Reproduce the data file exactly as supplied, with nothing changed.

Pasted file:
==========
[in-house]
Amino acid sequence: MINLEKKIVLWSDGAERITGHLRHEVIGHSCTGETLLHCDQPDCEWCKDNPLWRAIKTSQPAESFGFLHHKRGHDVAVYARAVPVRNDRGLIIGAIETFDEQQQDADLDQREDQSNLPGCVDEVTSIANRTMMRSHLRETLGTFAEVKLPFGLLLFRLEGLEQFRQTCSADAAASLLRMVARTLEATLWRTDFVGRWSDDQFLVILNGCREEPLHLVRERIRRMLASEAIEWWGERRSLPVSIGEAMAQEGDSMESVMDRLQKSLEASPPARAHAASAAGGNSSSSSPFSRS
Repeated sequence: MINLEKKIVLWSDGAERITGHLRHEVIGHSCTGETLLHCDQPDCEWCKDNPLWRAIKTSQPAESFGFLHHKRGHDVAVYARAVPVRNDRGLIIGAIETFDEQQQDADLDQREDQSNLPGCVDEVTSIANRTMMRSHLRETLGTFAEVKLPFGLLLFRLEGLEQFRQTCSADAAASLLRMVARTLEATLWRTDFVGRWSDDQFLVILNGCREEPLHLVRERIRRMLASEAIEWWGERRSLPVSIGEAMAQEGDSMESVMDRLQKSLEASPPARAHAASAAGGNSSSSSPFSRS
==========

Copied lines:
[in-house]
Amino acid sequence: MINLEKKIVLWSDGAERITGHLRHEVIGHSCTGETLLHCDQPDCEWCKDNPLWRAIKTSQPAESFGFLHHKRGHDVAVYARAVPVRNDRGLIIGAIETFDEQQQDADLDQREDQSNLPGCVDEVTSIANRTMMRSHLRETLGTFAEVKLPFGLLLFRLEGLEQFRQTCSADAAASLLRMVARTLEATLWRTDFVGRWSDDQFLVILNGCREEPLHLVRERIRRMLASEAIEWWGERRSLPVSIGEAMAQEGDSMESVMDRLQKSLEASPPARAHAASAAGGNSSSSSPFSRS
Repeated sequence: MINLEKKIVLWSDGAERITGHLRHEVIGHSCTGETLLHCDQPDCEWCKDNPLWRAIKTSQPAESFGFLHHKRGHDVAVYARAVPVRNDRGLIIGAIETFDEQQQDADLDQREDQSNLPGCVDEVTSIANRTMMRSHLRETLGTFAEVKLPFGLLLFRLEGLEQFRQTCSADAAASLLRMVARTLEATLWRTDFVGRWSDDQFLVILNGCREEPLHLVRERIRRMLASEAIEWWGERRSLPVSIGEAMAQEGDSMESVMDRLQKSLEASPPARAHAASAAGGNSSSSSPFSRS